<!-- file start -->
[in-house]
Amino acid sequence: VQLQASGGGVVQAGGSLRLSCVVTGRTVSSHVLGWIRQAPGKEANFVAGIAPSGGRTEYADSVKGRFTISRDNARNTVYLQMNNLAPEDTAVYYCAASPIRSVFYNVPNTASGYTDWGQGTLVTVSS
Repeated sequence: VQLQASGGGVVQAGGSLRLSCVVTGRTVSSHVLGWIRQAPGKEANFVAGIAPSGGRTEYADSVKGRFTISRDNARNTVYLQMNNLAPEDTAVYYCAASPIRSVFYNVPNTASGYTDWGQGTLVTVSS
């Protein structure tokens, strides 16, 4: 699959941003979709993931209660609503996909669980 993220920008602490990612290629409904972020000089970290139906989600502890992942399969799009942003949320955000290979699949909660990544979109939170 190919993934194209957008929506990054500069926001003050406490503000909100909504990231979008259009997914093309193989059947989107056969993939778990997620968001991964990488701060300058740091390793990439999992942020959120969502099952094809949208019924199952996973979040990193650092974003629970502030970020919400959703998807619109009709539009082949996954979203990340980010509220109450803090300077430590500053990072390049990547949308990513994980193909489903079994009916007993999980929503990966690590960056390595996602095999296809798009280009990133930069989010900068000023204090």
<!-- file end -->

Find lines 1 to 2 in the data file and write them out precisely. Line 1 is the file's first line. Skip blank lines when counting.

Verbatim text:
[in-house]
Amino acid sequence: VQLQASGGGVVQAGGSLRLSCVVTGRTVSSHVLGWIRQAPGKEANFVAGIAPSGGRTEYADSVKGRFTISRDNARNTVYLQMNNLAPEDTAVYYCAASPIRSVFYNVPNTASGYTDWGQGTLVTVSS